We discussed the results of the audit with the following representatives of the Minnesota State Colleges and Universities at an exit conference on September 7, 2004:
Laura King Vice Chancellor and Chief Financial Officer
Ken Niemi Vice Chancellor and Chief Information
Joanne Chabot Deputy Chief Information Officer
John Asmussen Executive Director – Internal Auditing
Beth Buse Deputy Director – Internal Auditing
MnSCU has taken steps to resolve many of the security weaknesses reported in prior audits; however, it has not developed a comprehensive security program to effectively manage security throughout the organization. Furthermore, we question whether MnSCU can develop a successful security program given the limited resources currently devoted to security.
MnSCU has not resolved some outstanding security weaknesses, nor has it developed
a comprehensive security program. (Finding 1, page 7)
As of July 2004
Selected Audit Areas:
Prior audit findings on computer security
We have performed several information technology audits at MnSCU since 1996. These audits typically focused on selected “general controls” that help secure its Integrated Statewide Records System (ISRS). These audits found similar and often serious security concerns.
The purpose of this information technology audit was to assess and report the status of security weaknesses described in prior audit reports. We limited our scope to those weaknesses that impacted ISRS.
Chapter 1. Introduction
The purpose of this information technology audit was to assess and report the status of selected security-related weaknesses described in prior audit reports. We have performed several information technology audits at MnSCU since 1996. These audits typically focused on “general controls.” General controls are not unique to specific computerized business systems; rather, they apply to all business systems that operate in a particular computing environment. Examples of general controls include computer security policies, procedures, and standards.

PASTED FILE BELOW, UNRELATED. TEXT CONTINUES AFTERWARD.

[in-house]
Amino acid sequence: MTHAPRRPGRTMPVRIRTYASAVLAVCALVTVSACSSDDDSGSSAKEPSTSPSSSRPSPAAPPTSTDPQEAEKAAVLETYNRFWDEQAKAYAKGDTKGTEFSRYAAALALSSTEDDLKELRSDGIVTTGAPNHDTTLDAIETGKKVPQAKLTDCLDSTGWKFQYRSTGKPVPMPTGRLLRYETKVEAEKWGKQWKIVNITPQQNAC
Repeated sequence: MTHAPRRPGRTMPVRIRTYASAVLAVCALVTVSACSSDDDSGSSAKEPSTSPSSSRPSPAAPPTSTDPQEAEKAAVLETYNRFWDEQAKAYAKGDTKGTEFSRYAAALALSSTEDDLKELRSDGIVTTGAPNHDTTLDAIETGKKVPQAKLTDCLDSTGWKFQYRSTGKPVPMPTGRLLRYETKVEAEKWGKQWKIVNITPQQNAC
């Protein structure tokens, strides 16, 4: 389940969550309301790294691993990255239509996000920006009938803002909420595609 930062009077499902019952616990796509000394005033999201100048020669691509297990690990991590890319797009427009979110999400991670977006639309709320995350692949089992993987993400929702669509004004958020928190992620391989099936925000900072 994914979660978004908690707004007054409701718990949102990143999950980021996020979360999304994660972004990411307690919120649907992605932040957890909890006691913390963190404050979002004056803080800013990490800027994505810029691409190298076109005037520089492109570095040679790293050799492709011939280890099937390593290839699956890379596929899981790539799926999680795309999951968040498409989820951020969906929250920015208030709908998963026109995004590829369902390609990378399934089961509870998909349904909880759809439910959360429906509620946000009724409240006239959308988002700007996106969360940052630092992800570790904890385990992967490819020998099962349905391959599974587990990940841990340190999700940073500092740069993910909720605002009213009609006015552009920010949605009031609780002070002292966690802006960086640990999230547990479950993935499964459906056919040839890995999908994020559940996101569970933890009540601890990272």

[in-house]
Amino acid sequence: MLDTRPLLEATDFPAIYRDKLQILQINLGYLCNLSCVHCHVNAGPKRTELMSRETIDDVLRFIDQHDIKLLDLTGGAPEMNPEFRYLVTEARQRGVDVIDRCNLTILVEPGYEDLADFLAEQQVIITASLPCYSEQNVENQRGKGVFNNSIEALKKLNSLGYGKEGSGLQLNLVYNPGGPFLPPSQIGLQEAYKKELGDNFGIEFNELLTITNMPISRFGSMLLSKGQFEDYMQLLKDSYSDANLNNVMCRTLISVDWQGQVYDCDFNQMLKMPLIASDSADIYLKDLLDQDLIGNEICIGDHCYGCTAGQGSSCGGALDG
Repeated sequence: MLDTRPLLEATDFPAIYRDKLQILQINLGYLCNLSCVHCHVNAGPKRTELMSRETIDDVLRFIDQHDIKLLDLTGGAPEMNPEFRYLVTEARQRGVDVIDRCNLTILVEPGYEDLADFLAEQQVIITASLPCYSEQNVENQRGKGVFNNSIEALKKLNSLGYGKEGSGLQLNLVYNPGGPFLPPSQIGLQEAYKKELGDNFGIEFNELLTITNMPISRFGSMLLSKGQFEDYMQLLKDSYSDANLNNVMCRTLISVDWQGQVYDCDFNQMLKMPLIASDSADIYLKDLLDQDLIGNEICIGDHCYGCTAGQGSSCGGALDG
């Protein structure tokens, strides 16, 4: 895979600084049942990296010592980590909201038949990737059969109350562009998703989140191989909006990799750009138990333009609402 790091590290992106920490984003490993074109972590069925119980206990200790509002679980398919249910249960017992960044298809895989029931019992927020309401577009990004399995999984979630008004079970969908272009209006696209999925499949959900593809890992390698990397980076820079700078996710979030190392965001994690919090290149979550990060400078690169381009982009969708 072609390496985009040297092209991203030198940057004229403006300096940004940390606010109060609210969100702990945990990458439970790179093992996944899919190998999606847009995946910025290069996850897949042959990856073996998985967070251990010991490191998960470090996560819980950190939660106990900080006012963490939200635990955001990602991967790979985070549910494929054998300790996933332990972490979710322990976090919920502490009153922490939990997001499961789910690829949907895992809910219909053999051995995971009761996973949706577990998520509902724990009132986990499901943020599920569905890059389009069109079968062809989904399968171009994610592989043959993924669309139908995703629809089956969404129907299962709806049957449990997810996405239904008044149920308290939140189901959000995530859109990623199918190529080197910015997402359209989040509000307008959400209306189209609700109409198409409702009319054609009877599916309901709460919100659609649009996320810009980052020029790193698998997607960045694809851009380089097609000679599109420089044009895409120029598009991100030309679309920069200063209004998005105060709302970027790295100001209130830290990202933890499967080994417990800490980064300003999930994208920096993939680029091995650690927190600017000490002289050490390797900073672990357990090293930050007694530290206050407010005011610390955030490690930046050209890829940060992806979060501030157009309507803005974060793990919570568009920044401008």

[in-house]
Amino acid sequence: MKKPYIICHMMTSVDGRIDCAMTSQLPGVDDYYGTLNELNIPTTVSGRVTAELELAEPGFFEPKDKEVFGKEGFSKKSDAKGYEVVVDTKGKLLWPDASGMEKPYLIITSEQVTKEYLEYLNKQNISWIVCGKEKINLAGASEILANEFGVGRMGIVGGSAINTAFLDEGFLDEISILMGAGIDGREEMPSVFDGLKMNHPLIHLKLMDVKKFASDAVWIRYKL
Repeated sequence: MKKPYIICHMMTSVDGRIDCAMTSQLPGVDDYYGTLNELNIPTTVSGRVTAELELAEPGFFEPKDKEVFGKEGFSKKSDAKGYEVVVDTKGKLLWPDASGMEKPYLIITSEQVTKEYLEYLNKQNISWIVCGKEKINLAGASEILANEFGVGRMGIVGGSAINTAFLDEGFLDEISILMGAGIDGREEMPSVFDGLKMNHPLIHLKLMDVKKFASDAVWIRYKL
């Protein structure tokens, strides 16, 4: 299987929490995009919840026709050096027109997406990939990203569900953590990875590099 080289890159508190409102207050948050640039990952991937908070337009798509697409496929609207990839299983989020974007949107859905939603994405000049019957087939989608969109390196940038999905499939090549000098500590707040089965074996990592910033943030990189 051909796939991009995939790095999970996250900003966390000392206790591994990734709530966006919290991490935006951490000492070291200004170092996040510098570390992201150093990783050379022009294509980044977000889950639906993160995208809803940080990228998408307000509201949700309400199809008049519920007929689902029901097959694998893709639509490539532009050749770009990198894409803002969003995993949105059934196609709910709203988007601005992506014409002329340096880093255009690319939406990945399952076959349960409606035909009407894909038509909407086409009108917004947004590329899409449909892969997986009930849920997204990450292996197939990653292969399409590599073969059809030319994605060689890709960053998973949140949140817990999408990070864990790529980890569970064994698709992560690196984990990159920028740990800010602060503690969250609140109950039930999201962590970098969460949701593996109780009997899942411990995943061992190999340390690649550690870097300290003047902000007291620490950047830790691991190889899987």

Prior to 2004, our audits focused on general controls that help secure MnSCU’s primary business system, the Integrated Statewide Records System (ISRS). Our audits found similar and often serious security weaknesses. For the first time in 2004, we performed audits of three other computer applications. They included MnSCU’s Data Warehouse, the Degree Audit Reporting System (DARS), and the Course Applicability System (CAS). These audits also encountered similar security concerns.
MnSCU is an extremely complex organization from both a business and technological perspective. One thing that leads to its complexity is the size and diversity of the organization. It consists of the Office of the Chancellor, 5 community colleges, 8 technical colleges, 12 combined community and technical colleges, and 7 state universities. These colleges and universities are located on 53 campuses throughout the state, annually serving over 165,000 students in credit courses and 240,000 students in noncredit courses. MnSCU employs approximately 16,000 people (full year equivalent) and has an operating budget that exceeds $1.6 billion.
Technologically, MnSCU is also extremely large and diverse. Staff indicated that the organization likely has over 50,000 computers. While individual colleges are responsible for managing many of those computers, the Office of the Chancellor manages the critical system-wide business systems. For example, it developed ISRS to help institutions manage many of its business activities. ISRS consists of over 20 modules, including accounting, human resources, purchasing, student registration, accounts receivable, and financial aid. The Office of the Chancellor manages an ISRS database for each institution. Collectively, these databases store about 700 million rows of data. The Office of the Chancellor also manages several other mission critical business systems, including a data warehouse, an instructional management system, and others. To support its systems, the Office of the Chancellor manages a large computer network consisting of over 100 servers, 50 firewalls, 70 routers, and many other devices.